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Collegiate Cattle Growers and Livestock Judging
Dan Kiesling serves as lecturer in the Department of Animal Sciences and has been a member of the department for more than two years. Kiesling’s responsibilities include teaching courses in livestock production, live animal and carcass evaluation, serving as an academic advisor and Livestock Judging Team coach. During his time in the College of Agriculture and Life Sciences, Kiesling has started a course that teaches students the basics of livestock management regarding the four meat animal species and has worked with other faculty members to bring a teaching farm back to the animal sciences department so that students can have true hands-on experiences in the courses they take. Kiesling also advises the Collegiate Cattle Growers Association, a club that brings together students with an interest in the livestock industry, especially cattle.
Kiesling always knew he would be involved in the livestock industry—even as a youth. He grew up in Michigan on a small family farm showing and raising sheep, hogs and steers and developed a strong interest in animal agriculture while participating in 4-H and FFA. He graduated from Michigan State University with a bachelor’s degree in animal science and competed on both the intercollegiate meats and livestock judging teams. After working in the industry for a few years, he went back to school at Iowa State University to manage the sheep teaching farm and earned his master’s degree in animal science focusing on feedlot cattle nutrition.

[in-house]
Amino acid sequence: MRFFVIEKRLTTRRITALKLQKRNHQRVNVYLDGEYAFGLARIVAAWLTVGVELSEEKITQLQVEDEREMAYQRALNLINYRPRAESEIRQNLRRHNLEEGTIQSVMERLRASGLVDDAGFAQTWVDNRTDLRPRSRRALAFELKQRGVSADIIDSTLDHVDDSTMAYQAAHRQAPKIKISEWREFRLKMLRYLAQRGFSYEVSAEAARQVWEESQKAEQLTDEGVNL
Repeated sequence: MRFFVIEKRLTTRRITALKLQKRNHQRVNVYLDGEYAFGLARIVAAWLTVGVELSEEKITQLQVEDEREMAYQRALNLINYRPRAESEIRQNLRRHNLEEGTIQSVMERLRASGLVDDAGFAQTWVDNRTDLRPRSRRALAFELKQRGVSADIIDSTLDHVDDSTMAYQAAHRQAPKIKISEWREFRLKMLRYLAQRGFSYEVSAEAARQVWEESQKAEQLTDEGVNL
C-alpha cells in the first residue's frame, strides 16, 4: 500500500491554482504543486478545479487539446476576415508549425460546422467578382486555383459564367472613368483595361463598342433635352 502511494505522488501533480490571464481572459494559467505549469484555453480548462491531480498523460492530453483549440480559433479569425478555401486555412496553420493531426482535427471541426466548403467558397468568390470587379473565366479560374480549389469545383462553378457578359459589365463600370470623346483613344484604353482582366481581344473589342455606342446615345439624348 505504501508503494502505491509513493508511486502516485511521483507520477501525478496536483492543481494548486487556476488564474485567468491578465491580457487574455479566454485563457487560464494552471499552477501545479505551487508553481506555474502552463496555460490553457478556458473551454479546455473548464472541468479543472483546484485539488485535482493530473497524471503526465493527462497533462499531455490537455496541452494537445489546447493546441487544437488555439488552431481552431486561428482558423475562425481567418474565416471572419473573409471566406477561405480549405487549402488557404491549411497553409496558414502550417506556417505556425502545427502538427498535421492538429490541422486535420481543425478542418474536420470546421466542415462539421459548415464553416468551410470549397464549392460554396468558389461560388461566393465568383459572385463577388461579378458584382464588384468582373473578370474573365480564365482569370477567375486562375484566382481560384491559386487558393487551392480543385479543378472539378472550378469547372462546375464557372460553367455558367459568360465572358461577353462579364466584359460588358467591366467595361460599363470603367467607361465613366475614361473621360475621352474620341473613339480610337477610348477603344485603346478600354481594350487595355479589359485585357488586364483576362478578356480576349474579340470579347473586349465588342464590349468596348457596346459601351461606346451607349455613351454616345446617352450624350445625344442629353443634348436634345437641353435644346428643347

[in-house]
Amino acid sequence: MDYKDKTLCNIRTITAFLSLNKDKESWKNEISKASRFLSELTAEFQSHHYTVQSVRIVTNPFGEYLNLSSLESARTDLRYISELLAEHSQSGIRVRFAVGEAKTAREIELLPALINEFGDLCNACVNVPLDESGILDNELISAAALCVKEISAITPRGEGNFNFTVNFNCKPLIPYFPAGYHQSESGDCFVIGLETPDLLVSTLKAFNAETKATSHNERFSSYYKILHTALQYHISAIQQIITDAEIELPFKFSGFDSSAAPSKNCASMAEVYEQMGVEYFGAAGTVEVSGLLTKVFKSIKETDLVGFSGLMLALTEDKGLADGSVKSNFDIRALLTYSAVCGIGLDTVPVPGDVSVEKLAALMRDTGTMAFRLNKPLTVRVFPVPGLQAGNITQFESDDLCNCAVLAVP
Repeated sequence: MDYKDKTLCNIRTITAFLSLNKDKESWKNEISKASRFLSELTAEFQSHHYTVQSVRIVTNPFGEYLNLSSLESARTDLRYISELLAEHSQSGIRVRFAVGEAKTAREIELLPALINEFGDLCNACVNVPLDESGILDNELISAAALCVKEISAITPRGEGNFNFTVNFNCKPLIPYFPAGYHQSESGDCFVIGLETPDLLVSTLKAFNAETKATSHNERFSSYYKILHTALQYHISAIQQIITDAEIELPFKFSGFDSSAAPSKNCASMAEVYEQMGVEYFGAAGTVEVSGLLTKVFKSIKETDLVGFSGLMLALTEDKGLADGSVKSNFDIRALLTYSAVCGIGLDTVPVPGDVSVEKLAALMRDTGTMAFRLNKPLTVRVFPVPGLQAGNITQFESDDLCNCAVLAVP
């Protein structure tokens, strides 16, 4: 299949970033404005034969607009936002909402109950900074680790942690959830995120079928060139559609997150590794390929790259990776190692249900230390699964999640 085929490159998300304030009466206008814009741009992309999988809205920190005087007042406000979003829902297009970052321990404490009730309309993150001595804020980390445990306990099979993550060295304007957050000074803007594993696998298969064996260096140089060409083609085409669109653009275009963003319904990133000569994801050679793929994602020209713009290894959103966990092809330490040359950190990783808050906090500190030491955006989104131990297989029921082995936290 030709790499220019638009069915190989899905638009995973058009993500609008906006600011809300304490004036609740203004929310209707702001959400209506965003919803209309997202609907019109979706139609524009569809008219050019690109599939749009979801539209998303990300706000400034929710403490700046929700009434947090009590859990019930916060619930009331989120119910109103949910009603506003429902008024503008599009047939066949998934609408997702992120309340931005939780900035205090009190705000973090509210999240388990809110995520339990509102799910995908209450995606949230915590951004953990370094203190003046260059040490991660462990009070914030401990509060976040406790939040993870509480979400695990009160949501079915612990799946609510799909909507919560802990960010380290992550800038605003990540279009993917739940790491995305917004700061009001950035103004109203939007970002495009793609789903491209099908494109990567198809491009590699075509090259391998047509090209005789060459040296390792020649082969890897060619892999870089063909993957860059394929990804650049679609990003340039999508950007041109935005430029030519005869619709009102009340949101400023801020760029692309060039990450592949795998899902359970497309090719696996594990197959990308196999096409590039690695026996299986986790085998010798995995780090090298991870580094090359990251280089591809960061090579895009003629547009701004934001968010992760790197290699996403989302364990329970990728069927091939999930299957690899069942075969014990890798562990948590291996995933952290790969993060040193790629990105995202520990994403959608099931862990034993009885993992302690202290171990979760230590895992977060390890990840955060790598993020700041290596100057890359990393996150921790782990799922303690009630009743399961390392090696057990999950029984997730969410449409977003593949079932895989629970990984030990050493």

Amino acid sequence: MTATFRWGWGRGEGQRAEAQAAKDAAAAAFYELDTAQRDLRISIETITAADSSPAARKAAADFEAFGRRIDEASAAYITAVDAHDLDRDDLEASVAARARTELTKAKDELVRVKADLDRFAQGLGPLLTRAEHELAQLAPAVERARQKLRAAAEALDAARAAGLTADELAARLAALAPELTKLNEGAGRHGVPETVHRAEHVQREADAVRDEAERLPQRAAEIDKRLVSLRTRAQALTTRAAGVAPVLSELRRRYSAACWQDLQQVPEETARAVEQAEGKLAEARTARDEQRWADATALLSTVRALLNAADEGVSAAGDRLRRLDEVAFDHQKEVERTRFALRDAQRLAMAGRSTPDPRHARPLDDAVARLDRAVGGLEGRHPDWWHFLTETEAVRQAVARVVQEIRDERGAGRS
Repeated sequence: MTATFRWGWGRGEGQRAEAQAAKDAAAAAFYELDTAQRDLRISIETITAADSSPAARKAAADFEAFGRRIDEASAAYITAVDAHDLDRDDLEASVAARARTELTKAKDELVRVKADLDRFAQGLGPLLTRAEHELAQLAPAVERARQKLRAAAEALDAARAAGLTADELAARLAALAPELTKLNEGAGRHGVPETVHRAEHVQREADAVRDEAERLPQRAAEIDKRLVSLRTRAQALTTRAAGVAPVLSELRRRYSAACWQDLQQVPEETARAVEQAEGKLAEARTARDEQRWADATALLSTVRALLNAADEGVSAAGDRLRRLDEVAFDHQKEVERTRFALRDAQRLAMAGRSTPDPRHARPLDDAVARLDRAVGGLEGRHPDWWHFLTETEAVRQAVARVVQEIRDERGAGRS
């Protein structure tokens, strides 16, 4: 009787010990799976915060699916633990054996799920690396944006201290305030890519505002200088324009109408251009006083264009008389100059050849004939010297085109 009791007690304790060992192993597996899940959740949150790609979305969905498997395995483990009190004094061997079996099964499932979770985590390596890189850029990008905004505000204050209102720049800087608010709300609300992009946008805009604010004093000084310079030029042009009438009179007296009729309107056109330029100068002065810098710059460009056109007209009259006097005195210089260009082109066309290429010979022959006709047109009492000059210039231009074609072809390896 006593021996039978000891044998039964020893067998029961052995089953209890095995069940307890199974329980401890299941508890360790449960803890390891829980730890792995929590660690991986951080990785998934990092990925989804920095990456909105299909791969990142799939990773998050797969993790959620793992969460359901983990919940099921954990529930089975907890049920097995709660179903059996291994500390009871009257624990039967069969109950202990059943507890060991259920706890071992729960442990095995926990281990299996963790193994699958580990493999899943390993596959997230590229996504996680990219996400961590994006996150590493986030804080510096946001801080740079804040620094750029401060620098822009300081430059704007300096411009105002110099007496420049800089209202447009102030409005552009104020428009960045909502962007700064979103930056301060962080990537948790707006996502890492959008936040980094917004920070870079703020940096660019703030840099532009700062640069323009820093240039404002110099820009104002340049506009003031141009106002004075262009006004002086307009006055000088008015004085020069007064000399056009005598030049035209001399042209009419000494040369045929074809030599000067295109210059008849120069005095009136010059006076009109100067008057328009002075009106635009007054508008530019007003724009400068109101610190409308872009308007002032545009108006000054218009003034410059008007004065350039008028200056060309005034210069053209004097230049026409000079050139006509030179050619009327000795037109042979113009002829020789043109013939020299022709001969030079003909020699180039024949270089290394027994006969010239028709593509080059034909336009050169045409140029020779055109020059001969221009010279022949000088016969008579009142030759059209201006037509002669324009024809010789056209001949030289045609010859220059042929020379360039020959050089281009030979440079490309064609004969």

The different duties he has within his job allow Kiesling to work with students, stakeholders and members of the community. As judging coach, he has been able to conduct workshops for 4-H and FFA students, judge county fairs and travel with members of the team. Livestock judging teaches students more than livestock evaluation. They are able to develop critical thinking, decision making and oral communication skills. These are critical skills that employers look for when hiring. Team members also are able to see production agriculture in other parts of the country and compare it to the production techniques used here in Arizona.
“I was able to study under and work with many talented faculty and staff who were great scientists and realized the value of students having learning experiences in the classroom and in the field,” commented Kiesling. His goal is to provide students with the foundation of using practical experience and understanding the science behind; these skills will allow them to be successful in their future careers.
“Whether the skills they attain are at the teaching farm, in the classroom or on the judging team, it is my goal to prepare these students to be successful in whatever career they pursue,” Kiesling remarked. He hopes that by providing an array of learning experiences, students are able to further their knowledge and deepen their passion for animal agriculture.
Date released:Mar 26 2013